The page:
Prison Libraries

Prison Libraries

Can Inkscape help to reduce the number of incarcerated people?

Submitted by Blake Carver (not verified) on Wed, 02/20/2013 - 19:05

Some human minds are well suited to processing words and some human minds are well suited to processing images. Our education system strongly favors the former. What if we gave the latter more of a chance? Could Inkscape, the free vector drawing program, help reduce the number of incarcerated people?

Topic: inclusion

For Inmates in Appalachian Prisons, These Books are A Lifeline

Submitted by birdie on Sun, 11/25/2012 - 10:29

Washington Post blog reports on a program started by professor Katy Ryan at West Virginia University in 2004, the Appalachian Prison Book Project (thank you Mock Turtle).

Whatever the subject, volunteers with the Appalachian Prison Book Project believe they hold the power to unlock worlds.

Brazilian prisoners given novel way to reduce their sentence.

Submitted by Lee Hadden on Wed, 06/27/2012 - 08:20

Brazil will offer inmates in its crowded federal penitentiary system a new way to shorten their sentences: a reduction of four days for every book they read.

Inmates in four federal prisons holding some of Brazil's most notorious criminals will be able to read up to 12 works of literature, philosophy, science or classics to trim a maximum 48 days off their sentence each year, the government announced.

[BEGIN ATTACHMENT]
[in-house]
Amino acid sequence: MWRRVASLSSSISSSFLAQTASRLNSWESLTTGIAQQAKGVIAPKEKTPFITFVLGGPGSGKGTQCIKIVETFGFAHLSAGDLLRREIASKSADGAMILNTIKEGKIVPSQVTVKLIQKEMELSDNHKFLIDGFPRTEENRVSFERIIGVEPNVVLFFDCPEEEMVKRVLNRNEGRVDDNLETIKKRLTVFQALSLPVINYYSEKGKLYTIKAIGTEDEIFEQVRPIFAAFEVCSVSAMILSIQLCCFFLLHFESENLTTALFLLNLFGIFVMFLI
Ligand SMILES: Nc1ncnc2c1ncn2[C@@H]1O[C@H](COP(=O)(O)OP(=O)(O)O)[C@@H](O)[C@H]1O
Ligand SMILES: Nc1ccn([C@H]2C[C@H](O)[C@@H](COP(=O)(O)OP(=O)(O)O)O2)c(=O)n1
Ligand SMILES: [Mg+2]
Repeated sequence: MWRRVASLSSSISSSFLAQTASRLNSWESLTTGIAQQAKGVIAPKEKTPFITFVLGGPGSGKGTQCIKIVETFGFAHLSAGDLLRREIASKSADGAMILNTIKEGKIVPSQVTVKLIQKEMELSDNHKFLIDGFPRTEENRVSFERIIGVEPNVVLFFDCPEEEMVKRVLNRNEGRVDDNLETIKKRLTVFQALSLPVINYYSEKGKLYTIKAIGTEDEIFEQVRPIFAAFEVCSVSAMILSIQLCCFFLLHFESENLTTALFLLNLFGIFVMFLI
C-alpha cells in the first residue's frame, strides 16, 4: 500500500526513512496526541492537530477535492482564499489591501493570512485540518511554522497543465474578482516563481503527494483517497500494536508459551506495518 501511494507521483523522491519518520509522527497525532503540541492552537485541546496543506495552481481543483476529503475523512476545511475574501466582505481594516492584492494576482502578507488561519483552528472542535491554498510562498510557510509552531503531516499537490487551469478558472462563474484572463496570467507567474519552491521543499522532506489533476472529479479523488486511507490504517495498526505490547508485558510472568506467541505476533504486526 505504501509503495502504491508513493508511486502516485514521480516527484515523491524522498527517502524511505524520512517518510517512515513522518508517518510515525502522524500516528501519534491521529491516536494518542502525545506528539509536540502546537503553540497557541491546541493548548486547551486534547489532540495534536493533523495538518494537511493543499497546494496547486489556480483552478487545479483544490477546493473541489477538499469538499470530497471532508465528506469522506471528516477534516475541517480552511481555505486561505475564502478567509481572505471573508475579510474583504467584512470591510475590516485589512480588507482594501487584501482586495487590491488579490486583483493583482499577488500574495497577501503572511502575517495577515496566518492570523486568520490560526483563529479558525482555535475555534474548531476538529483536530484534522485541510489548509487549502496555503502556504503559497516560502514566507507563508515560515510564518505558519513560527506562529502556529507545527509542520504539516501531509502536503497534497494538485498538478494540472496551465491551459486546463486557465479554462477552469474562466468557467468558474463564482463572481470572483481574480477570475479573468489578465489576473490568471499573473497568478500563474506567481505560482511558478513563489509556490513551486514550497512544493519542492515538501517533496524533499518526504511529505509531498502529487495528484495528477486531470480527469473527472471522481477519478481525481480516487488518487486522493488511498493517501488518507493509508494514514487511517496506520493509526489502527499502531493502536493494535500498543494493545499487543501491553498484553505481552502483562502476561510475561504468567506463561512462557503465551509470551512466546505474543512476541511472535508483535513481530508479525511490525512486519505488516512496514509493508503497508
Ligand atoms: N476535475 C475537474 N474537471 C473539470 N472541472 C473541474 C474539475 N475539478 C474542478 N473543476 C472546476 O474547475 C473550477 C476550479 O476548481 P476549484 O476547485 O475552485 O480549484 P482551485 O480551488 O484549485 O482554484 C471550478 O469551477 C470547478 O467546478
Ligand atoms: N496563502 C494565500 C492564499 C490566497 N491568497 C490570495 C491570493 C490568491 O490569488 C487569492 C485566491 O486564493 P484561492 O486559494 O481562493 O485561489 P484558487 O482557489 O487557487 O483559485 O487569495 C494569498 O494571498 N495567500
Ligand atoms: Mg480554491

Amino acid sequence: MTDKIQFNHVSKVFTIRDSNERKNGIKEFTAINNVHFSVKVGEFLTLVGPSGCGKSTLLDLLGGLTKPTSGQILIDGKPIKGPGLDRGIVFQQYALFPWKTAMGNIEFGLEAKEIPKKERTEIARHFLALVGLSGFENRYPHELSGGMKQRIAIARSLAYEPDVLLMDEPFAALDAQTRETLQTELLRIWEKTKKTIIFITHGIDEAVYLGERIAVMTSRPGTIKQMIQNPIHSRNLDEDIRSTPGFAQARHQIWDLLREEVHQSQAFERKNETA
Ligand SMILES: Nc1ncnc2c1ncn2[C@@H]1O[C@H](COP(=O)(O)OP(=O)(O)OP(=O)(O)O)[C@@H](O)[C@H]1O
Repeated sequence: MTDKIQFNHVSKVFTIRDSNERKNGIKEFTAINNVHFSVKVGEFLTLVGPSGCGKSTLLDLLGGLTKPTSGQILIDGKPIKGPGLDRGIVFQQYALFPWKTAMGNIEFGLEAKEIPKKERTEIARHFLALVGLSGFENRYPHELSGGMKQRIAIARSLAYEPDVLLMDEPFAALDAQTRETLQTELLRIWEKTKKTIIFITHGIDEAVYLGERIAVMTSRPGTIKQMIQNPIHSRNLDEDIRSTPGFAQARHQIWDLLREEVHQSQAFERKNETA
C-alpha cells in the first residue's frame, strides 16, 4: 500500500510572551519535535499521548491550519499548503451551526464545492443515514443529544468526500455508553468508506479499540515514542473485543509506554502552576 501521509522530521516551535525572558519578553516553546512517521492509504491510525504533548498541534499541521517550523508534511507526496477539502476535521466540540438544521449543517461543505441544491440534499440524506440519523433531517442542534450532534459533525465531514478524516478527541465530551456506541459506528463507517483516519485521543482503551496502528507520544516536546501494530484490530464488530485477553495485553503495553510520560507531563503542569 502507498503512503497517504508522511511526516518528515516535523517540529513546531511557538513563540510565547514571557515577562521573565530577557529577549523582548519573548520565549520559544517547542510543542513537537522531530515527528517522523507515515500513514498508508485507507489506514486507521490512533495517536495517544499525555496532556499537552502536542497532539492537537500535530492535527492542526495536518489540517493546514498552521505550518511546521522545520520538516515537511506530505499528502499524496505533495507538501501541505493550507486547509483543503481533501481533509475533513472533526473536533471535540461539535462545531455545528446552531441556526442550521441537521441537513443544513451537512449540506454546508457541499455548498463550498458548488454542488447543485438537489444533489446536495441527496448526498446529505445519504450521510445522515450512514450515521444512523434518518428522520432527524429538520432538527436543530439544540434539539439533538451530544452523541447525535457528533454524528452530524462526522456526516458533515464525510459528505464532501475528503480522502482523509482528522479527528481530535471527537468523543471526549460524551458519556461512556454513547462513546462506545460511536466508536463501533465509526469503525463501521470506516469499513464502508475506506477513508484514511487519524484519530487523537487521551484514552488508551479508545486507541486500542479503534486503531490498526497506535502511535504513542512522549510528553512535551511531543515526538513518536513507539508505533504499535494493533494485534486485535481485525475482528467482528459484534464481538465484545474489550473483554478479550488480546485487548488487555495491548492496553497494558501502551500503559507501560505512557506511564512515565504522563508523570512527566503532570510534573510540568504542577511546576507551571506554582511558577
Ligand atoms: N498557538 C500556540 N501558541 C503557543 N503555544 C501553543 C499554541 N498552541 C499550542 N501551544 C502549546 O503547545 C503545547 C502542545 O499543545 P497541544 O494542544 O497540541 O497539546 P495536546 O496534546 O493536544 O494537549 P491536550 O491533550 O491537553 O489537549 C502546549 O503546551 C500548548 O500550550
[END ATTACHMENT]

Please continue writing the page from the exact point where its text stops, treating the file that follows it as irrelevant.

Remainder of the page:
Convicted terrorist complains about jail library facilities

Submitted by Blake on Mon, 04/30/2012 - 08:32

Convicted terrorist complains about jail library facilities
A convicted terrorist serving 14 years for his part in amassing stockpiles of bomb-making chemicals has argued he should not serve a further lengthy jail term for other crimes - because the Goulburn Supermax library is not up to scratch.
Convicted terrorist complains about jail library facilities

CT Department of Corrections to Review Prison Library Offerings

Submitted by birdie on Tue, 03/22/2011 - 13:22

Residents of Connecticut will not soon forget the brutal home invasion murders that took place in Cheshire in 2007. Now the state has learned that the convicted murderer, Steven Hayes, read books in prison depicting violent murders and the burning of victims.

From the ABC-TV affiliate: The new rules for Connecticut's prison libraries will be in place around July 1. Leo Arnone told the legislature's Judiciary Committee on Monday that committees in each prison will come up with policies for approving books. The Department of Correction receives most of its books from donations.

State Sen. John Kissel proposed a bill requiring DOC to review the federal rules. "I think most people's common sense view on this issue is that violent inmates should not have access to books that graphically depict violence against people, especially women," said State Sen. John Kissel.

Kissel said most of the book Hayes read had graphic details about strangulation, rape and murder. Many of the books were donated and the prison systems needs to review the books and decide which may not be suitable. The reading list includes David Baldacci's "Split Second, Greg Iles'"Mortal Fear" and "First To Die" by James Patterson.

David McGuirea with the ACLU believes this is censorship and is skeptical about who decides what books are OK and which aren’t.